CWD Real Estate sees silver lining in aftermath of violent protests

Volunteers clean up at the CWD building, 50 Louis St. NW. Courtesy CWD Real Estate

CWD Real Estate, which owns 18 buildings in downtown Grand Rapids, saw the silver lining in the aftermath of Saturday night’s riot.

Sam Cummings, managing partner with CWD, said he was “mad as hell” Saturday night and Sunday morning, but witnessing the community outreach and cleanup afterward restored his faith in West Michigan.

“That is not who we are, and that was confirmed by talking to some folks on the police force,” Cummings said. “Who we were was (Sunday).”

The city of Grand Rapids is under curfew following Saturday’s violent protests downtown.

Grand Rapids Mayor Rosalynn Bliss on Sunday signed a proclamation declaring a state of civil emergency and enacted a curfew in the city of Grand Rapids for the next 48 hours.

“Our city and our partners have taken numerous actions to respond to and protect against this threat,” Bliss said. “We implore our residents and visitors to abide by this curfew so we can restore order and protect our residents.”

The curfew started at 7 p.m. Sunday until 5 a.m. Monday, and it will be enacted for one more night, from 7 p.m. Monday to 5 a.m. Tuesday. It prevents community members from walking, running, loitering, standing or motoring upon any alley, street, highway, public property or vacant premises within the city of Grand Rapids. Community members may travel to and from work during the curfew.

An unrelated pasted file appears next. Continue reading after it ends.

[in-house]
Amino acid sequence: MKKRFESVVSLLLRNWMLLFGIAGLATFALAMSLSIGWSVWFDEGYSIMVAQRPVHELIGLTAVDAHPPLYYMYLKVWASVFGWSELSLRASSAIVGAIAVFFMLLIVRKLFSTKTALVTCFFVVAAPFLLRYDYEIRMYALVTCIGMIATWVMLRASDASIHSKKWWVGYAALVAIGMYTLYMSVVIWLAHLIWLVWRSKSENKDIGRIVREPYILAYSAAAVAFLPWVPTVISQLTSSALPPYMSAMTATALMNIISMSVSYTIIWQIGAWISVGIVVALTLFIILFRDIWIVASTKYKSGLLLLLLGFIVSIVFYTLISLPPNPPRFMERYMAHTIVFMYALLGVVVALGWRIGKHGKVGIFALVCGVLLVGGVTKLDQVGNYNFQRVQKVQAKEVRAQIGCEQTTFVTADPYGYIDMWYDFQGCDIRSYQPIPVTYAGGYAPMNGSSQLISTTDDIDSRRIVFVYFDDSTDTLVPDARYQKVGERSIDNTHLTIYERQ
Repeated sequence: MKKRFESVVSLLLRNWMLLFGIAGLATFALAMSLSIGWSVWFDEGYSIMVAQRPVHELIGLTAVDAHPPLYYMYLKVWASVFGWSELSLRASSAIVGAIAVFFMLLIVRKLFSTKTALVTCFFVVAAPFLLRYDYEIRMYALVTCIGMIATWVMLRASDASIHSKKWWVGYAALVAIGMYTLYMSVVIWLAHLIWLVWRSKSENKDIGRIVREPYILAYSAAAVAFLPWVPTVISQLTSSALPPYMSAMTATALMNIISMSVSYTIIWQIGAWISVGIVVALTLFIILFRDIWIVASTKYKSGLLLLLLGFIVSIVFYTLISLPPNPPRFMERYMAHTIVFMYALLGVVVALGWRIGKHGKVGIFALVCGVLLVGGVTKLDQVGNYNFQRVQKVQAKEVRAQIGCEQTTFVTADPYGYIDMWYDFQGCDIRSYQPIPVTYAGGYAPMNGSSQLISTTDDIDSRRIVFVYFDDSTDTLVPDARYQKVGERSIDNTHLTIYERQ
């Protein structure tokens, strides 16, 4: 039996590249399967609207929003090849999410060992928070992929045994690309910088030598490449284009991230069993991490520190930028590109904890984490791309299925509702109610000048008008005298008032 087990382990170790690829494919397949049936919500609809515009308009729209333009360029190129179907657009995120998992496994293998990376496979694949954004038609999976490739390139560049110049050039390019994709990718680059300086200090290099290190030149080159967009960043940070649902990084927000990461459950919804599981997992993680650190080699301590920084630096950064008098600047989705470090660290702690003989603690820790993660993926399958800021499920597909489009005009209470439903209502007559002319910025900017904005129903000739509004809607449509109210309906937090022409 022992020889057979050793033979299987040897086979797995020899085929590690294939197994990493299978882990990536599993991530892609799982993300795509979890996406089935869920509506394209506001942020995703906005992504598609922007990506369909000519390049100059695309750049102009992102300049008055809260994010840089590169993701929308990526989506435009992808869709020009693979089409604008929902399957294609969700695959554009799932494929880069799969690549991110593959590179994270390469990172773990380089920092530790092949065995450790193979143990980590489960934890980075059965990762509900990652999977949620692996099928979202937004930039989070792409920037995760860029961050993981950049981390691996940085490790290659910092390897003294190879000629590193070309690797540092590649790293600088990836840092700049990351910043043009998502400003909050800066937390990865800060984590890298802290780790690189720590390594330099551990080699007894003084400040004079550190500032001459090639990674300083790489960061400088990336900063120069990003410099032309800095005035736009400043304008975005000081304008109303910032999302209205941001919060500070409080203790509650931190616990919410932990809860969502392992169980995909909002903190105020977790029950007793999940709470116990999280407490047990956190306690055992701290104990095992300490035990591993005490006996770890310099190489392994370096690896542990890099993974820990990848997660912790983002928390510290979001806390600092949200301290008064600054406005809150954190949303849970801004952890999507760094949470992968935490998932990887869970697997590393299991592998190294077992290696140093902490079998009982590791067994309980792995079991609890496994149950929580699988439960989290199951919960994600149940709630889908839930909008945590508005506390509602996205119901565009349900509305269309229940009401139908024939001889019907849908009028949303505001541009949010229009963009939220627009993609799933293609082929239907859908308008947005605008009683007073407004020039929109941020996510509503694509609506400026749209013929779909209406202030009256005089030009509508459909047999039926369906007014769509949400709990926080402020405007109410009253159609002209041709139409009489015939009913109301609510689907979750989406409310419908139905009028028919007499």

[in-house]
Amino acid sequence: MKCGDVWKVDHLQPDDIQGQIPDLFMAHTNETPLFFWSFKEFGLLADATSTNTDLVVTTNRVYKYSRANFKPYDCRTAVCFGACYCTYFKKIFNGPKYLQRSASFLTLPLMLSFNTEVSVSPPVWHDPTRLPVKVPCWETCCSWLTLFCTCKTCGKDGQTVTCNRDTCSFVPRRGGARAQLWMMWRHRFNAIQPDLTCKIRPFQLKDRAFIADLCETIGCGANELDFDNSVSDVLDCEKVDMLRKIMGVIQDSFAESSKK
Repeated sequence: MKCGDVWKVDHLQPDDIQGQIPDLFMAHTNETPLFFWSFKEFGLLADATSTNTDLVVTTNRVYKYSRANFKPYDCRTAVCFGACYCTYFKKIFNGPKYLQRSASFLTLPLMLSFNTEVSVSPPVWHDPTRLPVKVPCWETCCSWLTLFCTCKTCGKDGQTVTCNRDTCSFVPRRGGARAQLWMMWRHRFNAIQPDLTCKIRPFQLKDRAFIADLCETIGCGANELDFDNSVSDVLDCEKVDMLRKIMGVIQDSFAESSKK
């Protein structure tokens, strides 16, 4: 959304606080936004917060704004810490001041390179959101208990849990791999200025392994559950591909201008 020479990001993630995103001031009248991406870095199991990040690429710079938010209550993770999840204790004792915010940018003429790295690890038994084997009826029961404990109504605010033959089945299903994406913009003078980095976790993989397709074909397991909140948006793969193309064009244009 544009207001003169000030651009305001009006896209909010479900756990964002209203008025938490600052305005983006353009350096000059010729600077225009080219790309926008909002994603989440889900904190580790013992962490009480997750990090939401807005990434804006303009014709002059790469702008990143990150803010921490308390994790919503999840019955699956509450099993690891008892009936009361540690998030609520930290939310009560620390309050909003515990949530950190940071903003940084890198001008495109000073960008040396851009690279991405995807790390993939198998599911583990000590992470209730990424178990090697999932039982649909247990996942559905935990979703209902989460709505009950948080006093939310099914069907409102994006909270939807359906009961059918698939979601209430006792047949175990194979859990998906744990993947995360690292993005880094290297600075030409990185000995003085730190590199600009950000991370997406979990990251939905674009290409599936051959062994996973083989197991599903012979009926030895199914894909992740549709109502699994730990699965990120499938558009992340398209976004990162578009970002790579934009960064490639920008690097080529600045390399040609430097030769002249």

The curfew followed Saturday’s night of violent protests and civil unrest downtown that resulted in substantial property damage and threats of harm to community members and public safety officers. Those acts followed a peaceful protest that started at Rosa Parks Circle earlier Saturday, where city officials estimated more than 4,000 people participated.

Similar protests, both violent and peaceful, have broken out across the country in response to the killing of George Floyd by a police officer in Minneapolis, Minnesota, on May 25.

Cummings said by noon Sunday, except for the boarding where storefront windows had been broken, one wouldn’t be able to tell the violence ever took place. Local contractors told CWD they were mobilized early Sunday morning, people from all around West Michigan showed up with brooms, detergents, garbage cans and other supplies to take part in the cleanup, and even restaurants were on the ground passing out free food to volunteers.

At press time, CWD was just beginning to calculate the property damage, but Cummings said many local contractors offered to volunteer their work free of charge. It will take some time to fully restore all of the storefronts downtown because they all have custom-sized glass, Cummings said.

“What you may see is pieces of storefronts being restored first so businesses still have some visibility,” he said. “We’re staying in our lane and trying to get the business open and viable as quickly as we possibly can.”

Cummings emphasized while what happened Saturday night was not unique to Grand Rapids, but the Grand Rapids community exhibited a unique resilience.